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Earth’s Evolution: Becoming More Human

Submitted by: Roy Lin


Throughout Earth’s history, there have been many ages, including epochs, eras, and periods. For almost 12,000 years now, we humans have been living in the Holocene epoch, an environmentally stable time with resources for us to spend. But that time has come to the end. The Anthropocene, the name for the informal epoch that we are in right now, is now being suggested to the Stratigraphy Commission of the Geological Society for them to add as a new epoch. To do so, they must review how us humans will change this earth, how we will leave traces behind on the earth for many ages to come, and how the species around humans will change in numbers.

For most of Earth’s history, its rocks and sediments have been mostly shaped by nature itself, though rain, wind, and heat. But more recently, as humans have been piling refuse into trash dumps and other places, our sediment is becoming more and more of what we have discarded. Aluminum is never found in its pure state in nature. But as humans throw away more and more of it, pure aluminum will become part of our Earth’s surface. Such an impact on how we have treated our planet’s surface can perhaps provide us a window into the future about the meteorology of our planet for the next few million years.

Rain has been following a typical cycle for most of the time on Earth: evaporation, condensation, then precipitation and runoff into reservoirs, where the cycle begins again. But humans have interfered with this cycle, producing pollution which has made our rain acidic; pulling out too much groundwater, and not allowing enough water to “recycle” back into its liquid form. Also, humans have also interfered with the Earth’s atmosphere, filling the air with carbon dioxides and other compounds. Such an example are chlorofluorocarbons, or CFCs. They are now banned (thank goodness), but when they were in use, they destroyed the planet’s ozone layer to such a degree that a “hole” appeared in our atmosphere, allowing harmful radiation directly into the Earth’s atmosphere. Such an effect will have consequences, which will be seen by humans and other species.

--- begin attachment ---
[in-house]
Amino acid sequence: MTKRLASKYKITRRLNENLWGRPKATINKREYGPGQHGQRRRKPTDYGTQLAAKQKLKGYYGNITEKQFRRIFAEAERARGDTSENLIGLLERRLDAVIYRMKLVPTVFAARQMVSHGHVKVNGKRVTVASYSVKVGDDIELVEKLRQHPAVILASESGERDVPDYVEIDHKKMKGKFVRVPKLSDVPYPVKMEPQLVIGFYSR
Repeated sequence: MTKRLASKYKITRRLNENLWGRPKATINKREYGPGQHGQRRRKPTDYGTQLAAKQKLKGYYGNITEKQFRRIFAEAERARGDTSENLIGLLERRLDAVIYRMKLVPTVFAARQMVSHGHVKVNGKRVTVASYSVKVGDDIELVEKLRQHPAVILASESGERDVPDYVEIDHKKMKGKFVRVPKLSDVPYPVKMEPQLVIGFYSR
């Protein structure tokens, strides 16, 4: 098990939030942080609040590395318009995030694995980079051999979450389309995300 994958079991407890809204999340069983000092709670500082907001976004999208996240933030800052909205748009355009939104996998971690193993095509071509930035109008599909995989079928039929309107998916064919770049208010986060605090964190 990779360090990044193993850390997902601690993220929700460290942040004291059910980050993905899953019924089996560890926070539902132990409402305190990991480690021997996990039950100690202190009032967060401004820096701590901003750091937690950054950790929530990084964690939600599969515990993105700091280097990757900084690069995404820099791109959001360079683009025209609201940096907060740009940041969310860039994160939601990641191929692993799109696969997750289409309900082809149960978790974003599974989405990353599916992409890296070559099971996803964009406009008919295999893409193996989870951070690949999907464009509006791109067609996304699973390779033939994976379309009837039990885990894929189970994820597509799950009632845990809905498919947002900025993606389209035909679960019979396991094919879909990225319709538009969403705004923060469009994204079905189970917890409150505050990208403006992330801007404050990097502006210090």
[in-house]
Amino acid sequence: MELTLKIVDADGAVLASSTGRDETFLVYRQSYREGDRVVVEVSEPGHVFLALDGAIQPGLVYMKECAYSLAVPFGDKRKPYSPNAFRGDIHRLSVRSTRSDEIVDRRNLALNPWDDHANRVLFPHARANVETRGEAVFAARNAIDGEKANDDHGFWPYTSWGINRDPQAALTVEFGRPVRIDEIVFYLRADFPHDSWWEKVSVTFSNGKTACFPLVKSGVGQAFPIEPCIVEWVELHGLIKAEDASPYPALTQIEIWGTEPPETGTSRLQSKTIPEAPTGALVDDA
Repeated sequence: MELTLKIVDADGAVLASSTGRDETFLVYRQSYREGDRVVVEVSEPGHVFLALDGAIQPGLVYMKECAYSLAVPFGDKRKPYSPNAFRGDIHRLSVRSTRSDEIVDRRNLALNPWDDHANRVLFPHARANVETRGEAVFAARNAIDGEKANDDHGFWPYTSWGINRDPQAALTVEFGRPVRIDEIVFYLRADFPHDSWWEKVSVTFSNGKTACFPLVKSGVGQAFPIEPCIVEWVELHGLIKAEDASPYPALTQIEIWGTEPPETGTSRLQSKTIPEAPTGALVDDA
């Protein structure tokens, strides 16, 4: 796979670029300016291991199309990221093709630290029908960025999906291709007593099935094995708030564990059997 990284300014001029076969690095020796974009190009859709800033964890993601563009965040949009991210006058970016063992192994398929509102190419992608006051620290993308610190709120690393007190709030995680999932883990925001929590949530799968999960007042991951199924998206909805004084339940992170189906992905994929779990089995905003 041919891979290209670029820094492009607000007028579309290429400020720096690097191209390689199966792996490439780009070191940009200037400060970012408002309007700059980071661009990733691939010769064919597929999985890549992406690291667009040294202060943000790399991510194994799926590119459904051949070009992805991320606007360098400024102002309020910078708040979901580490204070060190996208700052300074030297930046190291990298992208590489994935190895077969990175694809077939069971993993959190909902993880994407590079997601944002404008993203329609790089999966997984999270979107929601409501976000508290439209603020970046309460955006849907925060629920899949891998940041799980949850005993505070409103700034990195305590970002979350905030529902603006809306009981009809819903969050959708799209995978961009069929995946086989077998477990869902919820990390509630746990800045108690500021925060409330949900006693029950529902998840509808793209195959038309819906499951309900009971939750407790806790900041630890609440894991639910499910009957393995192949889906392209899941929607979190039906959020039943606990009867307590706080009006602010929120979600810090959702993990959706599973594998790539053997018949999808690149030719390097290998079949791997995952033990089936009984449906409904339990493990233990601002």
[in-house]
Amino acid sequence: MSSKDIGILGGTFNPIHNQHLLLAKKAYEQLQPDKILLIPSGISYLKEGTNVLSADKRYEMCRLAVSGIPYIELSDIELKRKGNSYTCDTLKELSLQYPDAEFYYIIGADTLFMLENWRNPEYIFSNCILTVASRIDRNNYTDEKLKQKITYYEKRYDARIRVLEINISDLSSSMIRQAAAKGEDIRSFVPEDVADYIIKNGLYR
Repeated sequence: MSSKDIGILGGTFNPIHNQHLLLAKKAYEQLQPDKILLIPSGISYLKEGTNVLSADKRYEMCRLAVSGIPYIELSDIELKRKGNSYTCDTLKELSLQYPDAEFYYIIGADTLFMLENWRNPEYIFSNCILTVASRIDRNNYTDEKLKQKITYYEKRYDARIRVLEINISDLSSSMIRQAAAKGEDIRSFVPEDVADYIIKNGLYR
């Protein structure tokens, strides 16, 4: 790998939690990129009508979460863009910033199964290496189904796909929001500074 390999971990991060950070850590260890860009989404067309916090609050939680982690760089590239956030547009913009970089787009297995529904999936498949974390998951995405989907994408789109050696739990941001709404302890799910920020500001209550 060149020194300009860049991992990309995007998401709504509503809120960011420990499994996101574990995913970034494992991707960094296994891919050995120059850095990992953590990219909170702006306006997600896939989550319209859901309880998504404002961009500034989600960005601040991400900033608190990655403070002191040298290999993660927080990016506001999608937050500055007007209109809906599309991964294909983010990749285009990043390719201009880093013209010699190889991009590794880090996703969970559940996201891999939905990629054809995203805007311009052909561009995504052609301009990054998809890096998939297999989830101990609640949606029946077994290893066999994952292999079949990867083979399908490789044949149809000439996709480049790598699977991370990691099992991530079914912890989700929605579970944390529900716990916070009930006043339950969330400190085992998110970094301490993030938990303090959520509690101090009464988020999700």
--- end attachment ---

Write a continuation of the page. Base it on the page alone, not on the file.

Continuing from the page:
On Earth, there have been a variety of species, including bacteria, eukaryotes, and archaea. In fact, over 99% of all species that once lived on earth are now dead, due to natural causes like mass extinction. There have been five mass extinctions on earth, but now humans may be causing a sixth, as they destroy the habitats that are needed for life to thrive in. The rate of extinction that is occurring in modern times exceeds all other times, except mass extinctions. As epochs are separated by major events, this could be the  indication of the end of one epoch and the start of another.

Earth’s timeline has been categorized into many events, whether they be the turning points for eras, epochs, or periods. But as humans continue to control the earth and its cycles, many changes will happen, changes that will be recorded in the strata and atmosphere of the earth. Whether humans can change before they destroy this planet, what they have done before will always stay.


About Cindy Guo

Cindy is senior at Henry M. Gunn High School and is incredibly honored to be a part of the Rising Star Magazine team. She enjoys belting out Disney songs, playing piano, watching Chinese dramas, and babysitting. Cindy serves as California DECA's VP of Silicon Valley and is also the singing teacher at FCSN and the President of HEARTS Nonprofit. She can be contacted at cindy@risingstarmagazine.com

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